This Article Originally Published August 1998

by Andy Cahan

Dear Demo Doctor:

Met you at the TAXI Road Rally Convention. Thanks for your input! My JVC Consumer cassette deck just went belly up. It records both distorted and noisy at the same time! I think it's time to spend some money on a machine that will give me consistent quality and will last a few years. My thoughts are a single cassette machine (I really don't need to dupe cassette to cassette and I'd rather spend the money on one quality deck). I'd be willing to spend a grand (or less) on it if that's what you suggest will do the trick. Any suggestions?

P.S. Any cassette suggestions? TDK, Maxell, Radio Shack Normal Bias?

New York, NY

Hi Peter,

I personally use the Denon hx pro. It's a work horse, gets the job done and it is very reliable. The price is right too, around $300. I always make my master a DAT, this way all copies won't have a generation loss. It's never a good idea to dupe from cassette to cassette. Any time you do this, you will have one generation loss, consequently losing fidelity. Also, the mechanics and quality of those high speed dupe machines is severely inferior. Just look at the width of a cassette tape and imagine it was divided into four tiny "bands" or "tracks" of signal, thus running the tape at a very high speed. These tiny tracks are the reasons for this loss of fidelity. Finally, I use TDK and Maxell, position II, 60 minute cassette tape. Don't use anything longer than 60 minutes, because the "mil" (thickness) is thinner on 90 minutes and up, and stretches out real easy!

Dear Demo Doctor:

My band is currently recording a demo at my house on ADAT. We used sm57's on the drums and a Rode for an overhead. Although it sounds bright when we run it through my EQ into the speakers the highest frequency barely moves. I believe the Rode has a pretty wide range and when I play CDs through that same EQ the highs show up very well. Why is this?

Thanks for your time.

Peoria, IL

Hi Mike,

For overheads on the drums, I recommend using an AKG 451 instead of the Rode. The AKG 451 is perfect for the job, and you definitely won't run into any EQ problems, especially if you set the mic in just the right position. Also, it is crucial that you record FLAT! Do all of your EQ during the final mix. The reason for this is simple. If you put EQ on tape when recording, you will be frozen with that setting. Of course you can try to alter the EQ, but you won't have the response range needed for total control. A very good idea for checking out your high end is to play a CD with KILLER drum sounds Then A-B them with yours.

Dear Demo Doctor:

Your Demo Doctor articles with TAXI are very interesting and enjoyable to read. Thanks. I have two microphone questions for you:

1) I am considering buying a Neumann TLM 193, and would like to know how it differs from a U-87.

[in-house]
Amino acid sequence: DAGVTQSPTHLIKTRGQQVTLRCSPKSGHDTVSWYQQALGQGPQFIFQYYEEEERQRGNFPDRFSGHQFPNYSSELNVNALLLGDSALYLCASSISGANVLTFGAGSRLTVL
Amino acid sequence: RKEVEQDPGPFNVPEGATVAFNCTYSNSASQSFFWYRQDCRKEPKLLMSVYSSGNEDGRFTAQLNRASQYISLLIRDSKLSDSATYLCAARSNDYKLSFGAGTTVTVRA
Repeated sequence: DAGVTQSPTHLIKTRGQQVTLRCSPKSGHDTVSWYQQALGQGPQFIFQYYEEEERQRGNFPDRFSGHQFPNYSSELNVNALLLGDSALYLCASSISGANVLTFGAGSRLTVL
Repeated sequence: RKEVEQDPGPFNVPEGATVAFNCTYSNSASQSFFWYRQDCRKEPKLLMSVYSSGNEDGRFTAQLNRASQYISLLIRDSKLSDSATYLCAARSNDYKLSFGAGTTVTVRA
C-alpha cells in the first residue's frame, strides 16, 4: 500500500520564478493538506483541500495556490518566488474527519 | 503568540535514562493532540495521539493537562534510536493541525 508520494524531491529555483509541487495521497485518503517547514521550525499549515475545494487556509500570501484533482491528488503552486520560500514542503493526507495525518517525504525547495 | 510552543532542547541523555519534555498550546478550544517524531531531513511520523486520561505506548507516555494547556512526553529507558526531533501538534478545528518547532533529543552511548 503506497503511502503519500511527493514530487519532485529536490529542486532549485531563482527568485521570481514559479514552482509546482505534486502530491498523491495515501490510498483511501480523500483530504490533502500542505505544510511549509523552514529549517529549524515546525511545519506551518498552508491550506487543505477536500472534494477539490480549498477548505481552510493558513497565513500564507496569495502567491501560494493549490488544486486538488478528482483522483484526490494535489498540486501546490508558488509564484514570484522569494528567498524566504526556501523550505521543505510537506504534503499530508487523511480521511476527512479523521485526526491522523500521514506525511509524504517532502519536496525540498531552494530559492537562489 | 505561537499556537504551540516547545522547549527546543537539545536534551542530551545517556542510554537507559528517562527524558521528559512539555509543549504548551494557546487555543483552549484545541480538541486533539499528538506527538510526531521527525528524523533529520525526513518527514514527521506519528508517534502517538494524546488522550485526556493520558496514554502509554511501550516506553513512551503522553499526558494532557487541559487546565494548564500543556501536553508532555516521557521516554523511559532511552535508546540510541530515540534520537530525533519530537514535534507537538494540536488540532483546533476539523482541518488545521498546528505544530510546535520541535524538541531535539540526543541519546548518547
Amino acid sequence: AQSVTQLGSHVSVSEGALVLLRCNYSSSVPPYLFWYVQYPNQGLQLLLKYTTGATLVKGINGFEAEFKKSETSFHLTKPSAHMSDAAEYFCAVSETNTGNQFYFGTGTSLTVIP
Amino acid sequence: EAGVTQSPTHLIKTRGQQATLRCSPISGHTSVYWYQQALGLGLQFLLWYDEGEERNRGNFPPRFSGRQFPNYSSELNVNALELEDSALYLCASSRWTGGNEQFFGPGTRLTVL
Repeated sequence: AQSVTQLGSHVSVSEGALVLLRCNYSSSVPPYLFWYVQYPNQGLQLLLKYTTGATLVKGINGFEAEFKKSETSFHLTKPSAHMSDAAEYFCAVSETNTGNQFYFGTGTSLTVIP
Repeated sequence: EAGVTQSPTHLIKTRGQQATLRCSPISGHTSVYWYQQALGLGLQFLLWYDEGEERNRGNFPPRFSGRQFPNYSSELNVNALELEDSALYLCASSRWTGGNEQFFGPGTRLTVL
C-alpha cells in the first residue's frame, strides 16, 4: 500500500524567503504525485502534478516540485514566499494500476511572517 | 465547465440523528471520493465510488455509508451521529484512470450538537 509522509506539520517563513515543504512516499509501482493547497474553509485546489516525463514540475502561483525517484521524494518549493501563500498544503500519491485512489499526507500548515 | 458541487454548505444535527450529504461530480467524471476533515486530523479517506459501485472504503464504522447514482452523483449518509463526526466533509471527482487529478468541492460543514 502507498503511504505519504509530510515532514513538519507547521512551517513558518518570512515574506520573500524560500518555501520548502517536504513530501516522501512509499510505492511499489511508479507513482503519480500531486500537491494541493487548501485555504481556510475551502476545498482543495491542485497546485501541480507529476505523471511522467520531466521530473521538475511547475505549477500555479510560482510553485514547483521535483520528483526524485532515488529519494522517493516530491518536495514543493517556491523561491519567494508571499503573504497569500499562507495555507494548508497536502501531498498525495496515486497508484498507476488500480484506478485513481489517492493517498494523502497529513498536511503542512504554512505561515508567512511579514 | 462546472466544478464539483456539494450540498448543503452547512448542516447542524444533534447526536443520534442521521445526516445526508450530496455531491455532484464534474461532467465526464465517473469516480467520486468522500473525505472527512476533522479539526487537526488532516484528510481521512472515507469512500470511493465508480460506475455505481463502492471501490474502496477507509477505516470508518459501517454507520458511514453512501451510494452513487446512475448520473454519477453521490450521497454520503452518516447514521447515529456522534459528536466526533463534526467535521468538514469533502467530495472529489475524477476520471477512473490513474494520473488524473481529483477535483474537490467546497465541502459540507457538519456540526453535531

2) Can you compare the TLM 193 to the AKG 414 for me as a vocal only mic?

I realize that your answers would be in your opinion, but I very much respect your musical experience, as well as your vast experience with mics of many types. Thanks for your help both with my questions, and in your TAXI articles.

Flagstaff, AZ

Hi Craig,

Thank you very much for your compliments on my TAXI articles, I appreciate it very much! In answer to your first question, the Neumann TLM 193 is a limited sounding mic. It has a characteristic midrange frequency range and it doesn't come close to the warmness of a Neumann 47. In fact, the Neumann 47 is one of my favorite mics for vocals.

As far as comparing the TLM 193 to the AKG 414 f as only a vocal mic, I would definitely use the AKG 414 over the TLM 193. The AKG is my other favorite! It's a very crisp mic, and should be used to enhance a muddier vocal. A crisper vocal applies for the Neumann 47.

Dear Demo Doctor:

I have always thought my 4 track tunes on my Tascam 424 were very clean, but am convinced that I must invest in more expensive recording equipment (digital perhaps) or go into a studio to make a demo that people will actually listen too. Am I wrong? I do have some.

POWERFUL tunes on 4 track and I don't have a stack of moolah to upgrade. I have the 424, an ART DR-X digital effects unit, a Sansamp, MXR compressor, EV monitors with a receiver as an amp, a Shure SM57, etc. Your opinions and advise are sorely needed and sincerely appreciated.


Steven Van Nostrand,
Columbia, MD.

Hi Steven,

For a nice clean, broadcast quality set up, I strongly recommend you use the ADAT as your multitrack. Once you are in digital domain like that, you can bounce tracks with absolutely no generation loss, and perform your punch in and out's with extreme precision. Also, it comes in real handy if you should ever decide to bump up to a "Professional 24 track studio" I would also invest in a good mike. The Neumann 47 or the AKG 414. It would be ok to buy them used, as long as they've been totally refurbished. The rest of your equipment will do fine. I would use the Shure SM57 for live electric guitar and some vocals depending on the "color" of the individual song.

Thanks for reading my column, and keep those questions coming in! We'll see ya next time! If you have any questions about demo making or recording in general, send them to the Demo Doctor. If you are on the internet,
you can e-mail me at:

My website address is:

Or, snail mail me at:

Andy Cahan
PO Box 261969
Encino, CA 91426-1969
Phone: 818/489-4490
Fax: 818/728-9059

Andy Cahan is a 35-year veteran of the music industry. As a recording engineer and record producer, Cahan has worked with such artists as Ringo Starr, Harry Nilsson, Flo & Eddie and Eric Carman.

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